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Sunday, September 8, 2013

The cost of discipleship

Luke 14.25-33

This week, a week in which we observed the secular festival of “Father’s Day”, I find myself in the unenviable position of having to explain one of Jesus’ hardest sayings about discipleship.  Let me quote: 
Whoever comes to me and does not hate father and mother, wife and children, brothers and sisters, yes, and even life itself, cannot be my disciple.  Whoever does not carry the cross and follow me cannot be my disciple. 
 What a thing to have to talk about close to Father's Day!  Still, that is the discipline of the lectionary.  It forces preachers and their congregations to tackle the more difficult aspects of the faith, when, without it, we would probably just stick to the passages which give off the warmest glow.  So, Father’s Day it may have been this week, but we shall attend to this difficult saying nevertheless!

The most important thing to recognise about this passage, first up, is that the families of first century Palestine were quite a different thing to the families most of us grew up with in Australia.  The ancient family was patriarchal, that is, it was led by the eldest male.  That principal male (or ‘patriarch’) owned all the family’s goods, and bore a generational responsibility to honour his ancestor’s memory by striving to make the family more successful and important than it was when he took over the helm.  A heavy responsibility indeed!  But the patriarch received enormous power in order to fulfil that responsibility.  To the members of his own family—his wife or wives, his brothers and sisters, his children, his concubines and slaves—his word was law.  Not only was he responsible for the family, he also owned the family.  Which could be pretty tough for everyone else!  If you were the patriarch’s wife or daughter or slave, and the patriarch was a harsh or abusive man, there was absolutely nothing you could do about it.  There were no laws to protect you, because your husband or father or master was the law.  Because he owned you, he could do with you as he pleased.  Even where the patriarch was a kind man, life could still be very tough.  In that society, you see, there was nothing that was more important than the family’s fortunes.  As a member of the family you were born into, it was your life’s task to promote the greater fortune of your family, to give everything that you have for your family, even if that meant putting aside your own individual vision, gifts, skills or sense of calling.  In first century Palestine, there was really no such thing as an individual calling.  There was only the family’s calling.  The family was all that mattered.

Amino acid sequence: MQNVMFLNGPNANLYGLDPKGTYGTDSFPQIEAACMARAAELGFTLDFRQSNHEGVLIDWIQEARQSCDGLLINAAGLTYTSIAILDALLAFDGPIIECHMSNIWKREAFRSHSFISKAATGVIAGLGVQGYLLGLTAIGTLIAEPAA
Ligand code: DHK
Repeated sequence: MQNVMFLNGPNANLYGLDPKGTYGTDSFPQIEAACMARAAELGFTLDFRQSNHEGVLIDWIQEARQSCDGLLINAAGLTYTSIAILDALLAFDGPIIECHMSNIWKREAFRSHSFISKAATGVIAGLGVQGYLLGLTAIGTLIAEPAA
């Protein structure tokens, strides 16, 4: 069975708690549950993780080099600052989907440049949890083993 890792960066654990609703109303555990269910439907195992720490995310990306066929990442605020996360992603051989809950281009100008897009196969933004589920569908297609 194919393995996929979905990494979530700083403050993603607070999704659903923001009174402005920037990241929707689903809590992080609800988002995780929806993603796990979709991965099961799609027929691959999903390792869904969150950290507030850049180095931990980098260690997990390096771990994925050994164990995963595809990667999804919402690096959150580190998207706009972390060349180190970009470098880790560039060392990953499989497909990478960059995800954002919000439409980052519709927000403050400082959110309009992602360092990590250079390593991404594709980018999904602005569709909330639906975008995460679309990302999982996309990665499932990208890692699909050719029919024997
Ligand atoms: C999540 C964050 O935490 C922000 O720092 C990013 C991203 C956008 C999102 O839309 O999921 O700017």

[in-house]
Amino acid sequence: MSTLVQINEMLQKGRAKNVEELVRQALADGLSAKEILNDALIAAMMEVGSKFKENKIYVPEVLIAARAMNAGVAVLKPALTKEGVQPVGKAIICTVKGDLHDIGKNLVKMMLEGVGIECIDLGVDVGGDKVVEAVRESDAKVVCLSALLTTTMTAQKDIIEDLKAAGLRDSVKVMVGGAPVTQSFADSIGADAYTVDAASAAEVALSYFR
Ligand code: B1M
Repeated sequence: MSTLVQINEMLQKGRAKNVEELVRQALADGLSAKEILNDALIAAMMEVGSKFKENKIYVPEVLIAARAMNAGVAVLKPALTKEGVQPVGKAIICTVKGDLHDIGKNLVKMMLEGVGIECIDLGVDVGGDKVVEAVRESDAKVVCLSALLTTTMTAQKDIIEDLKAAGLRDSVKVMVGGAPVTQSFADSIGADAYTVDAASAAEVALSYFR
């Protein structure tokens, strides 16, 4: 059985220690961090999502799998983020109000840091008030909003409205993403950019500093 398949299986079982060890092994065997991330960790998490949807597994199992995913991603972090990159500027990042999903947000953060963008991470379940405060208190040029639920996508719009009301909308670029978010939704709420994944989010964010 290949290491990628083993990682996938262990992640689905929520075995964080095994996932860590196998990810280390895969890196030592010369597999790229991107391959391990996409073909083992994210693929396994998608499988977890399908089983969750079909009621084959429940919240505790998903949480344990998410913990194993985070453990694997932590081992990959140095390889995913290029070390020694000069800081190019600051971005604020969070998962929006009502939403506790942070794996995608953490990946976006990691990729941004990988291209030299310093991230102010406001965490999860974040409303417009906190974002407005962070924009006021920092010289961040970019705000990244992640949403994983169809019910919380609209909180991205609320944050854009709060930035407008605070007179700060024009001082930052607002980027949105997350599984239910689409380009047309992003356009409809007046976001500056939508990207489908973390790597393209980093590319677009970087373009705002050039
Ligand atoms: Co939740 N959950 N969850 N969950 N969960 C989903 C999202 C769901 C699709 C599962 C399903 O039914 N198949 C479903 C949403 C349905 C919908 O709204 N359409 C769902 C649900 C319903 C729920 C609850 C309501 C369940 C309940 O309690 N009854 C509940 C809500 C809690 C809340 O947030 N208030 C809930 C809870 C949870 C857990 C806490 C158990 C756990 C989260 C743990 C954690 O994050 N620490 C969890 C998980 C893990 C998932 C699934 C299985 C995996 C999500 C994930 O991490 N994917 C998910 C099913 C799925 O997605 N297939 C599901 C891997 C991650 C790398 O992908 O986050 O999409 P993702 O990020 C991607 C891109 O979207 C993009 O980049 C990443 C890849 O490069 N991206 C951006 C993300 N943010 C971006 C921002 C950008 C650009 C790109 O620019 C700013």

Now, what happens if we re-read the difficult saying of Jesus against this particular social backdrop?  What happens to our understanding of what he was saying?  Well, quite a bit, I suspect!  First, and most importantly, we can perhaps see that Jesus’ many attacks against the family should not be seen as attacks against all kinds of family.  They should be understood, rather, as attempts to make a space within the ancient mind for the possibility that there may be a calling or vocation that is even more important than advancing the fortunes of one’s family.  For the contemporary Australian mind, that possibility is not so very difficult to imagine.  Even where most of us continue to believe that our families are indeed the most important thing, we can nevertheless contemplate the possibility that one or all of our children may go off and do their own thing, that is, something that we, ourselves, may not see as particularly good for the family name or honour.  Many of us would even agree that our children have a right to follow their own lights, even when those lights do not seem particularly bright from where we stand.  But seeing things that way was just about impossible in the ancient world.  Leaving one’s family to its own fortunes, and going off to seek one’s own, would have been literally unimaginable for the folk who listened to Jesus for the first time.